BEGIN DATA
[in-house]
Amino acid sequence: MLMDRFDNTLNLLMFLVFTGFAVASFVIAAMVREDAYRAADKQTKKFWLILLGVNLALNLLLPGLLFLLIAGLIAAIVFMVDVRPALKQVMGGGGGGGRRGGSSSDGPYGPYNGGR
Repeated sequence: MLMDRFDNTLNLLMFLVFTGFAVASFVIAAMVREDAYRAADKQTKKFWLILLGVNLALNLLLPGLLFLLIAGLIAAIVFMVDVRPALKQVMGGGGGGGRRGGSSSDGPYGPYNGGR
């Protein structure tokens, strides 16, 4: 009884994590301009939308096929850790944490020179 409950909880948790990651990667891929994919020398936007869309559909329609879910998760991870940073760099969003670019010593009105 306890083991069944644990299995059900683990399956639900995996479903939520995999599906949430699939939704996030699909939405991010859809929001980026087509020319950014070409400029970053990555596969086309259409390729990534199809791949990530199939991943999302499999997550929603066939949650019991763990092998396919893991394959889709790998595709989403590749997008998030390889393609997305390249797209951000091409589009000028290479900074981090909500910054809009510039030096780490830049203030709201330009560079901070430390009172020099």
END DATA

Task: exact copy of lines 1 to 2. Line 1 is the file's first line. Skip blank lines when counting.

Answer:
[in-house]
Amino acid sequence: MLMDRFDNTLNLLMFLVFTGFAVASFVIAAMVREDAYRAADKQTKKFWLILLGVNLALNLLLPGLLFLLIAGLIAAIVFMVDVRPALKQVMGGGGGGGRRGGSSSDGPYGPYNGGR